Diabetes is a chronic condition where the blood glucose level is too high. This is can be a result of either the body not producing enough insulin, or the insulin produced no longer works effectively.
- Diabetes affects approximately 1.7 million Australians and half don’t know they have it
- 275 people are diagnosed each DAY
- 42.6% of Victorian workers have an increased risk of developing Type 2 diabetes while a further 23.5% are at high risk
Type 2 diabetes is the most common form of diabetes accounting for 85-90% of all cases. It is referred to as a lifestyle condition as it is a result of excess weight, poor diet and/or sedentary behaviour. It is often linked with heart disease, high blood pressure and high cholesterol levels.
Type 2 diabetes generally has no symptoms – your first symptom maybe be eye/feet problems or a heart attack. Therefore, it is critical to have regular check-ups with your doctor. The test for diabetes is a simple fasting glucose test. The normal fasting glucose level should be less than 5.5 mmol/L.
What are the main risk factors for diabetes:
- Being overweight or obese – being overweight increases your risk x 2, and if you are obese your risk increases 4 fold. Waist circumference is an easy indicator -(men should be < 94 cm, women < 80 cm)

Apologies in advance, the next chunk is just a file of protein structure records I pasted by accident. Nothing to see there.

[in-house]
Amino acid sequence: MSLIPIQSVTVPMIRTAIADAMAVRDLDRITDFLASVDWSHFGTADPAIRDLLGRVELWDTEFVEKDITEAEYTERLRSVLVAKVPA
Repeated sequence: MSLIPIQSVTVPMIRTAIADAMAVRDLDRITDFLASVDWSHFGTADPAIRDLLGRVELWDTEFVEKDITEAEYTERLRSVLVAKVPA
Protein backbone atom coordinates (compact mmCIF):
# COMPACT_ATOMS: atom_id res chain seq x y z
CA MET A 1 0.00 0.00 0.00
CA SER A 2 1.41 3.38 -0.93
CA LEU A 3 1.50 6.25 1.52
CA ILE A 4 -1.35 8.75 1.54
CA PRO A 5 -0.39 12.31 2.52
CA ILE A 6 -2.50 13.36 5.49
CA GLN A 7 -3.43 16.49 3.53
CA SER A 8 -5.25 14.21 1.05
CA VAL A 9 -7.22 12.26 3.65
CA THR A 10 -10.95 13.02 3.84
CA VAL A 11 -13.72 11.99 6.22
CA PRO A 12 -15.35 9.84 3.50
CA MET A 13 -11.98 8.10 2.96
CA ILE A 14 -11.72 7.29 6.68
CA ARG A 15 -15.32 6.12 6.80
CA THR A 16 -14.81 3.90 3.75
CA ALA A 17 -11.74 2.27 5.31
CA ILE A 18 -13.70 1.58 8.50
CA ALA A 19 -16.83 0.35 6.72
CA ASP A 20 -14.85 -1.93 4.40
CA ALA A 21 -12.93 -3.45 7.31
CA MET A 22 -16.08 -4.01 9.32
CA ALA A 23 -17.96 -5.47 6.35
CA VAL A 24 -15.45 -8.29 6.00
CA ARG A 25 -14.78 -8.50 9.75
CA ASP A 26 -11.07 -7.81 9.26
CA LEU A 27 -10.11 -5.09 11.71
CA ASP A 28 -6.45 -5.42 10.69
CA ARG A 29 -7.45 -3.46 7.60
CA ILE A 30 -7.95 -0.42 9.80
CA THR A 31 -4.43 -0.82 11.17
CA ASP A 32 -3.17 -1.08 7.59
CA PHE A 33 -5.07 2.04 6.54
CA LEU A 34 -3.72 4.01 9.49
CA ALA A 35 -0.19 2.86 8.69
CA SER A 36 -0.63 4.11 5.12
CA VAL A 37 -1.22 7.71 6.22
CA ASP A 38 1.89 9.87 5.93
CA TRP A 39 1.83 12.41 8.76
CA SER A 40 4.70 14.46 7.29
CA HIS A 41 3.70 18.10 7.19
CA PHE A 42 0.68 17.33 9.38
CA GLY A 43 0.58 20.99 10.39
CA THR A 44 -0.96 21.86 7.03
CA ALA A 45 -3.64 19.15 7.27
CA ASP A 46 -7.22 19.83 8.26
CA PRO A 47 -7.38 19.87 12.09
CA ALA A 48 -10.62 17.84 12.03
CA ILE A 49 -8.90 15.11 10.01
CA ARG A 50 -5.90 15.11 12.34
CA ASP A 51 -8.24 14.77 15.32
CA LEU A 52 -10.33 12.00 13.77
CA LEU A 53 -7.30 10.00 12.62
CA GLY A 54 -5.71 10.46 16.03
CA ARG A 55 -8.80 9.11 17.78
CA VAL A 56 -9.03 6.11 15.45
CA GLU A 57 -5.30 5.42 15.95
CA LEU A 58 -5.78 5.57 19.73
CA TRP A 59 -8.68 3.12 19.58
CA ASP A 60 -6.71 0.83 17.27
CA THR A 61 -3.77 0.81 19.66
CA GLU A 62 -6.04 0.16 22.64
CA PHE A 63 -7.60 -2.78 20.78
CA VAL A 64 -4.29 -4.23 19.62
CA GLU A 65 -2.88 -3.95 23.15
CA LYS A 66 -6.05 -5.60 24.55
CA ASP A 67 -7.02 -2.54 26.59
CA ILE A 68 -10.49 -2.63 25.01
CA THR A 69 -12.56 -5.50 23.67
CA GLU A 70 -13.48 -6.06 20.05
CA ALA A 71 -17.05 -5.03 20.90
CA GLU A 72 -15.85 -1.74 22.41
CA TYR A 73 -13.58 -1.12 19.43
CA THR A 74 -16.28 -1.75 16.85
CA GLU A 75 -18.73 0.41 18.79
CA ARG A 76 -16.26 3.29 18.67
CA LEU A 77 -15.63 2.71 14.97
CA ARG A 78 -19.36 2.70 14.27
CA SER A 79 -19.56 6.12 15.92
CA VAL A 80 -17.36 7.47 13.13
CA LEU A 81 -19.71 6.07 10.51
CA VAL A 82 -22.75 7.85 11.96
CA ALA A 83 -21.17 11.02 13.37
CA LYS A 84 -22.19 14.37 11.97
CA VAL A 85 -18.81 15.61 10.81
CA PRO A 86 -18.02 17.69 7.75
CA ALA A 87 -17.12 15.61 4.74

- Sedentary lifestyle
- Family history of diabetes
- Having pre-diabetes – if left untreated your risk of developing diabetes increases x 10-20
- If you’re a smoker – smokers are 50% more likely to be diagnosed with diabetes than non-smokers
- Certain ethnic groups
- Certain medications
- If you had diabetes while pregnant
Pre-diabetes or ‘borderline diabetes’ is the stage before diabetes. If diagnosed at this point, the development of diabetes can be reversed through lifestyle modifications including following a healthy diet, increasing exercise levels, and weight loss. However, if left untreated, the risk of developing diabetes increases 10-20 times, at which point it become an irreversible condition. A diagnosis of pre-diabetes is a warning/action point to prevent the onset of diabetes. This is another good reason to have your fasting glucose level checked. Know your numbers!
If you have been diagnosed with pre-diabetes or diabetes you may benefit from some advice from an Accredited Practising Dietitian to help you manage your condition. Contact Nutted Out Nutrition if you would like to know more about healthy eating and diabetes.